Many people have offered their homes and living rooms and extra bedrooms for refugees to come and stay with them. There is a massive amount of resources given by people at collection points. And a lot of churches are also helping at the borders by volunteering and assisting refugees in different ways.
This generosity is unlike anything I’ve experienced in my seven years of working with different target groups, raising funds and recruiting volunteers.
So, I think everybody is touched, feels moved, and wants to help the refugees, who are forced to leave their homes due to this awful war. It’s uplifting to see.
AB: What is your Christian aid organization—Dorcas ministries—doing to help?
We’re doing a variety of things.
We have seven collection points in the town of Debrecen for food, blankets and cleaning materials.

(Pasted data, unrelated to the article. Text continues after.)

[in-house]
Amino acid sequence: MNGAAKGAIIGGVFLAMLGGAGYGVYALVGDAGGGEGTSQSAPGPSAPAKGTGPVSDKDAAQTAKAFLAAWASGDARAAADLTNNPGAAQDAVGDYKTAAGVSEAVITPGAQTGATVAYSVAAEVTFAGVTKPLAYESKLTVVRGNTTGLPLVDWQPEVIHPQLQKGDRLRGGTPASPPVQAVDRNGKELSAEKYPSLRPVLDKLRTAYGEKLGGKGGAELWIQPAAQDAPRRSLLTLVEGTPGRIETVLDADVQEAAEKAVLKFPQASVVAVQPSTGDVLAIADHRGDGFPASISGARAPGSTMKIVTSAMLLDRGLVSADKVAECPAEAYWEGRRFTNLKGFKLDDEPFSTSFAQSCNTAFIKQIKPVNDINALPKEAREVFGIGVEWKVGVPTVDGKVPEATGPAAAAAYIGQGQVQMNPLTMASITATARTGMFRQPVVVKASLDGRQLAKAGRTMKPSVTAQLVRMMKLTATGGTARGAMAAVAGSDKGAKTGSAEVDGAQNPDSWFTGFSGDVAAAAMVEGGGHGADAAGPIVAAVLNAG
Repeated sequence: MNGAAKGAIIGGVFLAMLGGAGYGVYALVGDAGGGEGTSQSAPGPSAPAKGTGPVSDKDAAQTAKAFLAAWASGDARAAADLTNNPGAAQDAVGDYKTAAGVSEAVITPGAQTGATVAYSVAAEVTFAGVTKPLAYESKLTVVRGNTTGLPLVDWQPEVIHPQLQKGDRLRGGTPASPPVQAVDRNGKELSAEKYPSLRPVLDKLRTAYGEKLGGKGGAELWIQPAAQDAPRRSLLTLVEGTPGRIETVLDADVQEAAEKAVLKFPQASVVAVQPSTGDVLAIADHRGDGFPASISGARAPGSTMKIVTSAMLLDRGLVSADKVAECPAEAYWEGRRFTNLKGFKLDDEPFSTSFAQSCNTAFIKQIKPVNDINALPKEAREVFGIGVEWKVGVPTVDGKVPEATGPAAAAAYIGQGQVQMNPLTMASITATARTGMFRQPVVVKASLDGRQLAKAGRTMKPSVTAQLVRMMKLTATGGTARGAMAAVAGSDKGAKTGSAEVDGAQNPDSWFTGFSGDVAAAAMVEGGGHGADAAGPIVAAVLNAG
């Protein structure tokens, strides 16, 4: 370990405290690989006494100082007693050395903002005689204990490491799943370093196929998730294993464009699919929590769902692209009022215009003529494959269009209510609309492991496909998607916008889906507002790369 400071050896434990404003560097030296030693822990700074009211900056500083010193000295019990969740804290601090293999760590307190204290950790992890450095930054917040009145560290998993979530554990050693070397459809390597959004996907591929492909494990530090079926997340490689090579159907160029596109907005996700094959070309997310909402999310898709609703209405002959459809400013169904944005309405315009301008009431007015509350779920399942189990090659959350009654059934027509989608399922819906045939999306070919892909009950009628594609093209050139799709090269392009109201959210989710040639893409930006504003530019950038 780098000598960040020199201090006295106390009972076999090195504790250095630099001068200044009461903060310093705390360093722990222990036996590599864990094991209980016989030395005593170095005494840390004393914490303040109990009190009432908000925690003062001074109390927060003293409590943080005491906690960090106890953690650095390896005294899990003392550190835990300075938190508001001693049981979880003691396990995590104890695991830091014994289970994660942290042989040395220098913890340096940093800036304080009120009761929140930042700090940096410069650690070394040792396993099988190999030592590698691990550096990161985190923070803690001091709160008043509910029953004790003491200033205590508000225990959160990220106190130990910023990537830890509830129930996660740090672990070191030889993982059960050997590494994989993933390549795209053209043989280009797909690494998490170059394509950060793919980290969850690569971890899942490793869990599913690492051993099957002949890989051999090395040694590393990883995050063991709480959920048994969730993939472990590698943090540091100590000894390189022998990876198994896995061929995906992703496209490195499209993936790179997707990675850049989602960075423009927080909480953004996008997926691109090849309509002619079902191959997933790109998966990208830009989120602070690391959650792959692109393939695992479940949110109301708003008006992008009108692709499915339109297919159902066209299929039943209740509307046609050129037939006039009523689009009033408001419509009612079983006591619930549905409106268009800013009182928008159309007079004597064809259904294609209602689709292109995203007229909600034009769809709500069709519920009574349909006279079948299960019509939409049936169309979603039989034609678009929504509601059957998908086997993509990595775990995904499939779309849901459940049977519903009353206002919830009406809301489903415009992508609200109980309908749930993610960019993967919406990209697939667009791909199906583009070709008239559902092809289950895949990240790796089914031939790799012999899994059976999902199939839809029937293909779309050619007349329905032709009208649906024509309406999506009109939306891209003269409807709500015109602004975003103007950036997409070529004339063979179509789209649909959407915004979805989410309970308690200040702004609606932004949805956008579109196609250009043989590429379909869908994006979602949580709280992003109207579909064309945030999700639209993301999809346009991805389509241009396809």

People can also volunteer to help, and we’re mobilising volunteers. Some of our team are continuously calling refugees directly, establishing contact with them, and assessing their needs (scaling the seriousness with a point system 1-10). This allows us to be more precise with how we help them.
Three other colleagues are focusing on collecting aid, funds and volunteers for this crisis.
We also own a campsite. This campsite is a great place for refugees (we can host 30-40 families at any one time), except we need to renovate some areas. We are now receiving our first group of 42 refugees to stay at our campsite.
We have received enough funds to run the campsite as a refugee centre for six months for 100 people, providing free shelter, houses, rooms, bedding and food. We’re also helping them find jobs and schools for the kids. We’re partnering with five companies opening more than 100 positions for Ukrainian refugees.
We want to help the families long term … not a shelter for 48 hours, but rather a place they can stay for one to three months and longer if necessary.